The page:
100 Years Ago the Great War Ended

by Barbara Rimkunas

This "Historically Speaking" column was published in the Exeter News-Letter on Friday, November 9, 2018.

In the early afternoon of November 7, 1918, Helen Tufts was attending a short lecture on the “History of Hymns.” She was, after all, the organist at the Unitarian church and the talk was a welcome distraction from war news. Helen, like many Exeter residents, was still recovering from a bout of influenza that had taken the lives of over 25 in town. As the speaker began her talk, “whistles began to blow and bells to ring & we discovered that perhaps peace had been declared. I helped to ring the town bell!” The Exeter News-Letter reported the following day, “the welcome news of midafternoon yesterday that Germany had agreed to the terms of armistice was followed by the prolonged din of bells and whistles and an enthusiastic demonstration by townspeople and students. The feature was the parade of snake dancing Seminary girls. In the evening the town and student bands combined in an impromptu concert in the Swasey Pavilion.” But alas, there was no peace treaty signed that night. Helen went home, writing the final line in her diary that night: “Apparently peace isn’t settled. Played backgammon.”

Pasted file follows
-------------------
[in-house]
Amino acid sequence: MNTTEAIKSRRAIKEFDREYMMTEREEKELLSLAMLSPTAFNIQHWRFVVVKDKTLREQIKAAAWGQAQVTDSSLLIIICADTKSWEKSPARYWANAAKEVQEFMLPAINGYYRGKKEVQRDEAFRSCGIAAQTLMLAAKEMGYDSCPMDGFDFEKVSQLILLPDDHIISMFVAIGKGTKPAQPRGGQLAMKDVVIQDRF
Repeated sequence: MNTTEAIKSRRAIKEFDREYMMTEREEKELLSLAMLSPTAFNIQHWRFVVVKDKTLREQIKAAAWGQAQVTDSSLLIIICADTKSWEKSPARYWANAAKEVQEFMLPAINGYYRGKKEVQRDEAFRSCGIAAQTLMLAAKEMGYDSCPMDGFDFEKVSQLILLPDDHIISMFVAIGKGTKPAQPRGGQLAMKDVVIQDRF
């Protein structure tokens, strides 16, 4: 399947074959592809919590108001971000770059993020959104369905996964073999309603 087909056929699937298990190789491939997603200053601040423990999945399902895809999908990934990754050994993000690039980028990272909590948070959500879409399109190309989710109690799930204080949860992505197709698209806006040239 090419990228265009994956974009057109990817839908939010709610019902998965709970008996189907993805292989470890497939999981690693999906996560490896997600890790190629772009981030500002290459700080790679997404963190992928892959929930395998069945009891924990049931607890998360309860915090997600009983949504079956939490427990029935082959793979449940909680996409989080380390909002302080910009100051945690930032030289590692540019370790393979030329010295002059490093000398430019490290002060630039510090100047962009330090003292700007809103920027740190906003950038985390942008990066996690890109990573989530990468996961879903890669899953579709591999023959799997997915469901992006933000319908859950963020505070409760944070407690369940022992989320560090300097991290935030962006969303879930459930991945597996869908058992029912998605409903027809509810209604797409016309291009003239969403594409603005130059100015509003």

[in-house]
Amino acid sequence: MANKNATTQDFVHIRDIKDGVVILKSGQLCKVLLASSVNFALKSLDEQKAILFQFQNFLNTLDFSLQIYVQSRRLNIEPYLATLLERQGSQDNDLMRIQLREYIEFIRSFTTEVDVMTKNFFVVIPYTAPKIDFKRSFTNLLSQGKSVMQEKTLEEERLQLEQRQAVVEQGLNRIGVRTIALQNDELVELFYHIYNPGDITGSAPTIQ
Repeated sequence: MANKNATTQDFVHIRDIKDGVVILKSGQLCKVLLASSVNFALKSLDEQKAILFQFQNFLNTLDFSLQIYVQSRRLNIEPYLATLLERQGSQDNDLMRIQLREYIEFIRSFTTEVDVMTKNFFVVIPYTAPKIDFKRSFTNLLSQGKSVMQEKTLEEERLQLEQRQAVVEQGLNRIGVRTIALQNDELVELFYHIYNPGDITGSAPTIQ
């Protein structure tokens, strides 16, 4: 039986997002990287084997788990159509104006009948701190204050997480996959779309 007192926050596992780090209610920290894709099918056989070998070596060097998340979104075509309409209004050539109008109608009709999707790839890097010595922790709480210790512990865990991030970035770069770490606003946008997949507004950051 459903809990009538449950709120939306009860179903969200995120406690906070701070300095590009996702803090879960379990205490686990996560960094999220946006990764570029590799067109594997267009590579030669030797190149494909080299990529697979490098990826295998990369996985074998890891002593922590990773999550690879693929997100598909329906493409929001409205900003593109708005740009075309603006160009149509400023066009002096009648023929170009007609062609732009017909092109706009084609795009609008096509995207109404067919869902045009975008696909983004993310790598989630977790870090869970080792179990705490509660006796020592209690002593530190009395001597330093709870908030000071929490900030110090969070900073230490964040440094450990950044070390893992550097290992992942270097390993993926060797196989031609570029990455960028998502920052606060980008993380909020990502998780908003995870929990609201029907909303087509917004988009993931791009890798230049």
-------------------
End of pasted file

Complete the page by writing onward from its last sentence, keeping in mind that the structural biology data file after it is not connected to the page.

The rumor in town was probably started by the publication of the afternoon Portsmouth Herald, which led with the headline: “CABLE REPORTS PEACE SIGNED,” which, quite frankly, seems pretty clear. A close reading of the Associated Press story, however, reveals a lot of uncertainty. “Navy cable censors reported today an unofficial message came through from abroad announcing that Germany had signed Marshall Foch’s armistice terms. No authority could be given for the message and the reports could not be verified. None of the Allied headquarters had been advised nor any embassy had any such word. The U.S. officials are without any advice.” It seems most people didn’t read farther than the screaming headline. The rumor was so widespread that President Wilson issued a denial and the next day the Herald headline ran: “ARMISTICE HOAX – MAY PUNISH FAKERS.” There was a box warning on the front page warning the public of, “the folly of putting credence in rumors emanating from unauthorized and irresponsible sources. As peace draws nearer, the temptation to spread such ‘fakes’ grows. The moral for the public is plain: Don’t credit tales that peace has come until the news is contained in statements, in whose veracity you can have confidence.” Like maybe read more than headlines?